It is a cheap and unworthy strategy, whether it is played in Washington or Orlando.
LKW

Canon Jerome Lloyd OSJV said...

SUPERB FR HART!!!

psalm ciii said...

It should be pointed out that the shortage of Roman clergy cannot simply be attributed to clerical celibacy. The decline of Roman vocations came with the second Vatican council, and has steadily increased. I do not think that it is accurate or fair to say this is a result of clerical celibacy. It is rather, I believe, a decline of belief, of faith, and of discipline.

By-the-bye, I am not Roman myself, nor do I desire so to be.

Fr. Robert Hart said...

psalm ciii:

What has declined since Vatican II is active participation or attendance, while the clergy shortage for the RCC has remained fairly consistent. That is, the clergy are fewer by the same proportion of active laity to clergy. The number is still around 1300 individual lay persons to every one RC priest.

Evey experienced Anglican priest knows what it is to be in or near a hospital when someone who belongs to the RCC is dying, and no RC priest can be found in time. The results of the RC clergy shortage are multiple disaster for everybody.

The Rev. Robert T. Jones IV said...

One of the main reasons that seminary enrollment in RC seminaries stayed up during the 1960's was because attendance guaranteed an exemption from the draft. That is, at least, what I was told by several vocation directors.

Rev'd. David Gould said...

I am weary of the Roman Church being cited in relation to pedophile priests - as appalling as their sin was/is and as appalling as the response of the Roman hierachy has been when within the Anglican Church we have also had WIDESPREAD, SYSTEMIC CHILD SEXUAL ABUSE with the same cover-ups, shifting of priests around the country etc. happening.

I sat through the 2nd trial of the former Very Reverend Fr. Louis Victor Daniels - after his release from prison for other offences in which he pleaded guilty to sexually assaulting 11 boys. That same priest had a character reference from the current Anglican Church of Australia Primate, the Most Reverend Phillip Aspinall before his 1st trial which descibed his offence as a "one off aberration" from a man of otherwise noble priestly character.

I am no apologists for the sins of Rome in these matters but pedophilia is NOT a consequence of clerical celibacy and the Anglican Church has been similarly affected by this cancer.

Fr. Robert Hart said...

The widespread cover -up, so often repeated, is a result. That is the crucial difference. One of the most heretical bishops I knew in the Episcopal Church was made aware of a priest who had been abusing boys, and he did nothing to cover it up. He took part in handing him over to the police, and that diocese cooperated fully with law enforcement.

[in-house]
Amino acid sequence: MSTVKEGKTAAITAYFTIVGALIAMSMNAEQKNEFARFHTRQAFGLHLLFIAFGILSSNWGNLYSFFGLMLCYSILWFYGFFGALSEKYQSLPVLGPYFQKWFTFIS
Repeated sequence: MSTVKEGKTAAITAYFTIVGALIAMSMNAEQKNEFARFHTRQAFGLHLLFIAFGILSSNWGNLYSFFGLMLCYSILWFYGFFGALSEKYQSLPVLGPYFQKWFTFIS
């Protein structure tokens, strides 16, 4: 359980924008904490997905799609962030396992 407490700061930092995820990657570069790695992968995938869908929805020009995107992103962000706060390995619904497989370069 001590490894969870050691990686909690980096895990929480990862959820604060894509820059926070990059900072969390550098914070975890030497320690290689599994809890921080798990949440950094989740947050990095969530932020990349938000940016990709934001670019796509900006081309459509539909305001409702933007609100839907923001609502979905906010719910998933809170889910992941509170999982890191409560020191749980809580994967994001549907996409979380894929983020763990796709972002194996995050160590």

But, the main reason I have raised the issue, is that those who condemn all of us for not joining the RCC, exhibit no humility in their approach. They speak as if these sins and sandals did not exist, and as if the recurrent theme of these sins and cover ups had nothing to do with RC polity and bureaucracy. They pontificate to us as if they were on superior moral ground, when it is obvious they are not. That is the basis of my criticism.

The sin itself has appeared in many places. But Rome created a system of covering it up.

AFS1970 said...

While we have had our similar crimes, and even a few not-quite cover ups, it never reached the systemic levels it did in the RCC. I think perhaps that it is only because they are as big as they are and have such a clearly defined bureaucratic structure that such a cover up was possible.

But I agree, that it is not so much the crimes or the cover up but the fact that despite those things we are supposed to believe that Rome is still a better moral choice than where we are today.

Anonymous said...

I see Fr Hart's point here. The sanctimonious and condescending attitude of the pro-Ordinariate partisans (who have an almost Gnostic attitude "I used to believe the things you believe before I was enlightened") gets to me also.

But I do have to speak (along with David Gould) against any argument that "we shouldnt go to Rome because THEY have sexual predators." ALL our Churches are glass houses.

Even if the RCC were endowed with "immaculacy," even if 1854, 1870 and 1954 were vigorously repudiated, even if 1896 were apologized for like the Pope's apology to the Jews, even if the Pope signed the Affirmation of St Louis, still Richard Hooker's "grand issue yet hangeth." I hope those words will be carved on my tombstone.

While Rome has some house-cleaning to do, our focus needs to be on the real doctrine issues (which some of us seem unable to grasp).
LKW

Fr. Robert Hart said...

ALL our Churches are glass houses.

That is true; the Ang. Coet. enthusiasts seem, however, not to be aware of the glass that surrounds them. The difference is that simple.